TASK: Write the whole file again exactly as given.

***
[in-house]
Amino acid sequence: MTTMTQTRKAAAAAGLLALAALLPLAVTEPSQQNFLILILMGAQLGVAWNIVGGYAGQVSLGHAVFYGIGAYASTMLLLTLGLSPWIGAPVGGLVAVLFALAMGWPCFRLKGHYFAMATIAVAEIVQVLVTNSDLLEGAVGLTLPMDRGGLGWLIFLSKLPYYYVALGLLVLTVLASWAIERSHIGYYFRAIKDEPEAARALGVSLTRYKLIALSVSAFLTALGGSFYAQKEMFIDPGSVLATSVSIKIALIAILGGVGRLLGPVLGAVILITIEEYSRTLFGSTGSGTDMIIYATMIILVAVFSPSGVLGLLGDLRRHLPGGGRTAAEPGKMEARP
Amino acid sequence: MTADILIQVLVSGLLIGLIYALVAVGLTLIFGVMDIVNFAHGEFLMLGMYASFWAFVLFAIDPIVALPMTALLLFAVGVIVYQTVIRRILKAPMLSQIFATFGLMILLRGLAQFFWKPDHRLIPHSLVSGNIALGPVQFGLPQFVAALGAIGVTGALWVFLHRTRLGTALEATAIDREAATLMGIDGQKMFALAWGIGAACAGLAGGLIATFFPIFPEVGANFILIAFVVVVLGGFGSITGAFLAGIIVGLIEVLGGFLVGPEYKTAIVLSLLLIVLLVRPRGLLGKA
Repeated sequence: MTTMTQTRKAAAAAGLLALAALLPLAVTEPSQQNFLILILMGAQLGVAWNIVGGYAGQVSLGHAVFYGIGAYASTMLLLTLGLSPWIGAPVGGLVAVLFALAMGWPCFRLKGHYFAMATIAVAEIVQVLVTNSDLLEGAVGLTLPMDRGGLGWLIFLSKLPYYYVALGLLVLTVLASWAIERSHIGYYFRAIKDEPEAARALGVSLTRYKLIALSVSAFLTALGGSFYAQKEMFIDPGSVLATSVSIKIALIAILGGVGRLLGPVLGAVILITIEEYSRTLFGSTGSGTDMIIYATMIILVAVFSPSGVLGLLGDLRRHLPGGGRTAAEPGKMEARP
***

[in-house]
Amino acid sequence: MTTMTQTRKAAAAAGLLALAALLPLAVTEPSQQNFLILILMGAQLGVAWNIVGGYAGQVSLGHAVFYGIGAYASTMLLLTLGLSPWIGAPVGGLVAVLFALAMGWPCFRLKGHYFAMATIAVAEIVQVLVTNSDLLEGAVGLTLPMDRGGLGWLIFLSKLPYYYVALGLLVLTVLASWAIERSHIGYYFRAIKDEPEAARALGVSLTRYKLIALSVSAFLTALGGSFYAQKEMFIDPGSVLATSVSIKIALIAILGGVGRLLGPVLGAVILITIEEYSRTLFGSTGSGTDMIIYATMIILVAVFSPSGVLGLLGDLRRHLPGGGRTAAEPGKMEARP
Amino acid sequence: MTADILIQVLVSGLLIGLIYALVAVGLTLIFGVMDIVNFAHGEFLMLGMYASFWAFVLFAIDPIVALPMTALLLFAVGVIVYQTVIRRILKAPMLSQIFATFGLMILLRGLAQFFWKPDHRLIPHSLVSGNIALGPVQFGLPQFVAALGAIGVTGALWVFLHRTRLGTALEATAIDREAATLMGIDGQKMFALAWGIGAACAGLAGGLIATFFPIFPEVGANFILIAFVVVVLGGFGSITGAFLAGIIVGLIEVLGGFLVGPEYKTAIVLSLLLIVLLVRPRGLLGKA
Repeated sequence: MTTMTQTRKAAAAAGLLALAALLPLAVTEPSQQNFLILILMGAQLGVAWNIVGGYAGQVSLGHAVFYGIGAYASTMLLLTLGLSPWIGAPVGGLVAVLFALAMGWPCFRLKGHYFAMATIAVAEIVQVLVTNSDLLEGAVGLTLPMDRGGLGWLIFLSKLPYYYVALGLLVLTVLASWAIERSHIGYYFRAIKDEPEAARALGVSLTRYKLIALSVSAFLTALGGSFYAQKEMFIDPGSVLATSVSIKIALIAILGGVGRLLGPVLGAVILITIEEYSRTLFGSTGSGTDMIIYATMIILVAVFSPSGVLGLLGDLRRHLPGGGRTAAEPGKMEARP